I looked down and saw the path infinitely stretching in both directions until disappearing from the view. From this bird’s eye view, I also spotted a couple of hikers climbing up and down the infamous trek. Overwhelmed with the surrounding beauty, as we swirled in the sky over the gorgeous Ölüdeniz, all I could do at that moment was to mentally wish them a safe, well-hydrated journey free of blisters.
3. Driving the Lycian Way
Finally, for those poor souls who are short on time, driving from Fethiye to Antalya is probably the best way to see as many places as possible along the Lycian Way. The drive along the Turquoise Coast, as this region is also known, is spectacular. Although it is possible to cover the entire distance in one day, two days allow you to enjoy the scenery and make stops. We spent a night in Kaş, where the views of the Mediterranean Sea and the nearby Greek islands from the rooftop of our Airbnb were simply stunning. The stretch between Finiki and Çirali was also beautiful as we drove by the sea, passing lovely coves and petite sandy beaches. During the final leg of our journey, as we were approaching Antalya, we stopped by Çirali Beach. Right by the Lycian Way and next to Lycian ruins, the beach is tranquil and low-key and probably one of the best in the Turkish Riviera.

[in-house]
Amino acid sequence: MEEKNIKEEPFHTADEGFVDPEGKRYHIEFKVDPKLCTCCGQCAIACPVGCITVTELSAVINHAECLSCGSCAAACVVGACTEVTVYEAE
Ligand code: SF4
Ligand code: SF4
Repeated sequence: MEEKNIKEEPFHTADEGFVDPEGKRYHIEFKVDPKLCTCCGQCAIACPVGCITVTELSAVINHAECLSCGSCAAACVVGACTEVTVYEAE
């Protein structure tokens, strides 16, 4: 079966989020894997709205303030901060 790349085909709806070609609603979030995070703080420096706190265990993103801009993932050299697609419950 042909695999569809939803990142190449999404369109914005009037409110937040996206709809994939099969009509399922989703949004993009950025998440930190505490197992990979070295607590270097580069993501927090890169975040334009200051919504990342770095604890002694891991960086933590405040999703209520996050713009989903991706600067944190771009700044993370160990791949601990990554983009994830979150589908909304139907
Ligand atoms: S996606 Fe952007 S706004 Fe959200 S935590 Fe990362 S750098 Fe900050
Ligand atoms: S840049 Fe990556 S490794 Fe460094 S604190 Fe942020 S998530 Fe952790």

So, there you have it. The compressed plan to see it all!
Full disclosure: We still intend to hike the entire length of the Lycian Way one day.